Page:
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West Plains Keeps it Real With Old Time Music Festival

For KSMU’s Sense of Community Series, I’m Mike Smith.

We wind down our week long series of reports on historic preservation in the Ozarks, in West Plains Missouri where what’s become that city’s signature event took place June 19th and 20th.  The annual Old Time Music-Ozark Heritage Festival.  (SOUND: Voices singing I’ll Fly Away)

Todd Shanks is the Community Marketing Director for the City of West Plains, and a member of the 

Credit City of West Plains
Wets Plains Community Marketing Director Todd Shanks

  OTMOHF Committee:  “This is the signature event for the city of West Plains, and arguably  this region’s largest event every year.  When you come to the OTMOHF, we like to tell people You Are Getting the Authentic Ozarks Experience.  The focus of our festival is more of the musical traditions.  There were  3 main ideas central to starting it.  One would be acknowledging many of the local and very able performers we have in the area, and also we felt the need to save these Expressive Traditions from here in the Ozarks. With that, we also want to maintain a focus of authenticity.”

(Sound:  Van Colbert Singing Skillet Good and Greasy)  You can’t get more authentic than Van Colbert.  Festival goers get the real deal when The Colbert Brothers perform at the OTMOHF. “My dad learned to play music when he was just a boy, and that was in the 1920’s.  He taught all us boys to play music, and that was a family thing.  We grew up down here and it was real rural, and we sat around in the evenings playing music as a family unit.”

I asked Van Colbert about the importance of passing down the knowledge and traditions at home and at the Old Time Music Ozark Heritage Festival:  “Well, I doubt the world will stop spinning if we don’t, but to me it’s pretty important because it’s part of our past and part of our culture, part of the history of this country.  And to me it’s not a static dead thing.  It’s alive and as vibrant today as it was in the 1920’s and 30’s, So I think it’s real important.  You need to know your roots, and what came before you.”

Credit Mike Smith / KSMU-FM
Old Time Music Practitioner Van Colbert

“The mission of the festival is this.  It’s Old Time Music.  The Ozark Heritage part of it came later.”  Kathleen Morrissey has served on the OTMOHF Committee for its entire 21 year history. In fact, she was working in her West Plains Council on the Arts office 23 year ago when musicians Michael Fraser and Bob Cunningham approached her with the idea of supporting and showcasing local talent.    “It was me that had my whole consciousness lifted and changed and rearranged when Michael and Bob came into my office.  Then they had to educate me because I knew nothing about this.”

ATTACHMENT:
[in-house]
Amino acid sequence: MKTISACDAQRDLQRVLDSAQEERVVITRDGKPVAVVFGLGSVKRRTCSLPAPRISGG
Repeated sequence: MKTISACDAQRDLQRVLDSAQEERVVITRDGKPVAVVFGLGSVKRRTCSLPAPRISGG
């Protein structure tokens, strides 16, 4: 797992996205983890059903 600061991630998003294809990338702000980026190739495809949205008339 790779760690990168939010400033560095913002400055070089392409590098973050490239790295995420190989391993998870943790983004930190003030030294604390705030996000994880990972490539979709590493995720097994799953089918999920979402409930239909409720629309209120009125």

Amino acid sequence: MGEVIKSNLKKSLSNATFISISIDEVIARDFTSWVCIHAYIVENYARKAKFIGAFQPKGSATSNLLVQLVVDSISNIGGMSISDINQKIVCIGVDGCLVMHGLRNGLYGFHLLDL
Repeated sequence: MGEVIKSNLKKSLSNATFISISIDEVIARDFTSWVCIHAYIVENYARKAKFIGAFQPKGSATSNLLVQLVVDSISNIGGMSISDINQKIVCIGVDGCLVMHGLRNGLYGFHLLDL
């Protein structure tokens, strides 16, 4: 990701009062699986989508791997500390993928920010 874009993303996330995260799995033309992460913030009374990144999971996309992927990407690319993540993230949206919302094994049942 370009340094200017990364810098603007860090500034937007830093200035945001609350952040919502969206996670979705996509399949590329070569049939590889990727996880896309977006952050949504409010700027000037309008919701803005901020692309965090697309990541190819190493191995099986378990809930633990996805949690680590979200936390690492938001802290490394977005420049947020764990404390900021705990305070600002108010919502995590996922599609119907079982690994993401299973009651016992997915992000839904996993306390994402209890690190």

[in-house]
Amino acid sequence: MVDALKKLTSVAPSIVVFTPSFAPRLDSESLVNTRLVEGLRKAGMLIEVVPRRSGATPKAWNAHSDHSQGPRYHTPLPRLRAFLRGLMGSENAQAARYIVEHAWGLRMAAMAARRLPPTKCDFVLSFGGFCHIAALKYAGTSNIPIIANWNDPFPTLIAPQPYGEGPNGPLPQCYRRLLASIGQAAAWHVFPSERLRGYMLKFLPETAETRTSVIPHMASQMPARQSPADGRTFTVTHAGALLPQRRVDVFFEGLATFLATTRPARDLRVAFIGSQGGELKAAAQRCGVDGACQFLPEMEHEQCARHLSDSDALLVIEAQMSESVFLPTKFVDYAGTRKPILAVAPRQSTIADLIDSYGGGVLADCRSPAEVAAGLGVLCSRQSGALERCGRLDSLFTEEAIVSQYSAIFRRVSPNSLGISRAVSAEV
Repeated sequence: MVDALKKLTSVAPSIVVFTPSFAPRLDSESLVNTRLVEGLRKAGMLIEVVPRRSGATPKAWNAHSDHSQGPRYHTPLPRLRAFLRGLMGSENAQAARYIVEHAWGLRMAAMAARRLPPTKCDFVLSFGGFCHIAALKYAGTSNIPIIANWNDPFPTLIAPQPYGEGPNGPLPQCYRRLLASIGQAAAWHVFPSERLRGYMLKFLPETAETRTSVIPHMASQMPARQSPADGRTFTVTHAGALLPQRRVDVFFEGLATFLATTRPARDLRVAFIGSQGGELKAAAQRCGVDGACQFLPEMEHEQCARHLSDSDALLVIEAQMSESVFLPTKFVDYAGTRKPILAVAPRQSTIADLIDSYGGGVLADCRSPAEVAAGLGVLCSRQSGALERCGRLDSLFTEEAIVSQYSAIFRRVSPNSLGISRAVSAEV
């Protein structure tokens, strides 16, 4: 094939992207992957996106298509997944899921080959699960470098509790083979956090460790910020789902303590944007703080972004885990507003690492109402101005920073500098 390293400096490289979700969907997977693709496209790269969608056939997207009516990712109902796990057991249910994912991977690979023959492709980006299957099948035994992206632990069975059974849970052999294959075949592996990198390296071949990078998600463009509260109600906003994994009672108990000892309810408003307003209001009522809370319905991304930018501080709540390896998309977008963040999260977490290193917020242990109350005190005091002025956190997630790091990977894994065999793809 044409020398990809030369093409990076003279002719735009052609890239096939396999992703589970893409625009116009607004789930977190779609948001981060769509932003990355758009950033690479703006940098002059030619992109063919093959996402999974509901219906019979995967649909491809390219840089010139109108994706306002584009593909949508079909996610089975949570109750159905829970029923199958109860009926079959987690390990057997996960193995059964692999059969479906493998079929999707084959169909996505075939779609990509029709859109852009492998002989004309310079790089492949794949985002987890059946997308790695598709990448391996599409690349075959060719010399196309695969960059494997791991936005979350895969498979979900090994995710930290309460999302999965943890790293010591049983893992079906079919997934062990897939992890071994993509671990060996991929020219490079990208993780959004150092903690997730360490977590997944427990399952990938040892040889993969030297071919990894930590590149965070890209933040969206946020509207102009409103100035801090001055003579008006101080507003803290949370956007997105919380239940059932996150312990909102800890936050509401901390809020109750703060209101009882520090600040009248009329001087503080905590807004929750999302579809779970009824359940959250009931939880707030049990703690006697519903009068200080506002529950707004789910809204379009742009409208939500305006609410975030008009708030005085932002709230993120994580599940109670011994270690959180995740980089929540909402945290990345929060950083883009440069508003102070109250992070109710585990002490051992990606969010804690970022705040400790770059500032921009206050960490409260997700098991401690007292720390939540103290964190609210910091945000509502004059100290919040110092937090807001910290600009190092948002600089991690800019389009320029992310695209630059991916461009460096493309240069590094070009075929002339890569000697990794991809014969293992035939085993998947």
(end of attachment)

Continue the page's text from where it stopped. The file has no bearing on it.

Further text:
Michael Fraser recalls that encounter:  “I had served and worked with the Missouri Arts Council because I served an apprenticeship with Bob Holt, Master Ozarks Square Dance Fiddler.  So I was somewhat familiar with how things worked, and that’s how we got the idea to start with Kathleen because  we thought West Plains would be a great place to have a festival and knew she had worked some with the Missouri Arts Council as well.”

Kathleen Morrissey:  “It took about a year for them to keep talking to me about how it could happen and how things were happening in other places like West Plains.  That’s how it really started.”

Michael Fraser:  “It was primarily the music that started it but there was a whole realm of other things going on that needed to be showcased, cultural art forms that were being lost.”

Credit Mike Smith / KSMU-FM
Kathleen Morrissey and Michael Fraser Helped Originate the Old Time Music-Ozark Heritage Festival

Take Quilting, for example:  (VOICE AT QUILT DEMONSTRATION)  “This is a Lone Star, and it’s a modern one.  There is an older one upstairs and  is from the 1920’s…….”

Another art form is passed on by festival flint nappers sharing their knowledge of chipping chert:   (SOUND: Rock being chipped) “Basically, it’s the reduction of rock till you get to the point where it looks like something, hopefully and arrowhead.  It’s a humbling very addictive hobby, but every once in a while we get lucky and as you can see we’ve made a few arrowheads…..”

As Festival Vendor Bill Rhodes of Sheridan Arkansas shows off his hand crafted turkey calls, Todd Shanks has some final words:  “It’s a tradition in the Ozarks that goes back generations where a lot of the music  the stories and  folklore gets passed on from generation to generation.  That’s what we are trying to do here.  We’re trying to pass down those traditions to future generations so they’re no lost, just lost.”    

For information about the past, present and future of the Old Time Music-Ozark Heritage Festival in West Plains,

Mike Smith's career at KSMU began in 1980 as a student announcer when the former Navy Submariner attended (then) SMSU with help from the GI Bill. In 1982 Smith became a full time member of the KSMU family as "Chief Announcer", responsible for the acquisition, training and scheduling of the student announcing staff. It was also in 1982 when Smith first produced "Seldom Heard Music" a broadcast of Bluegrass which is still heard on KSMU and every Saturday night at 7CT.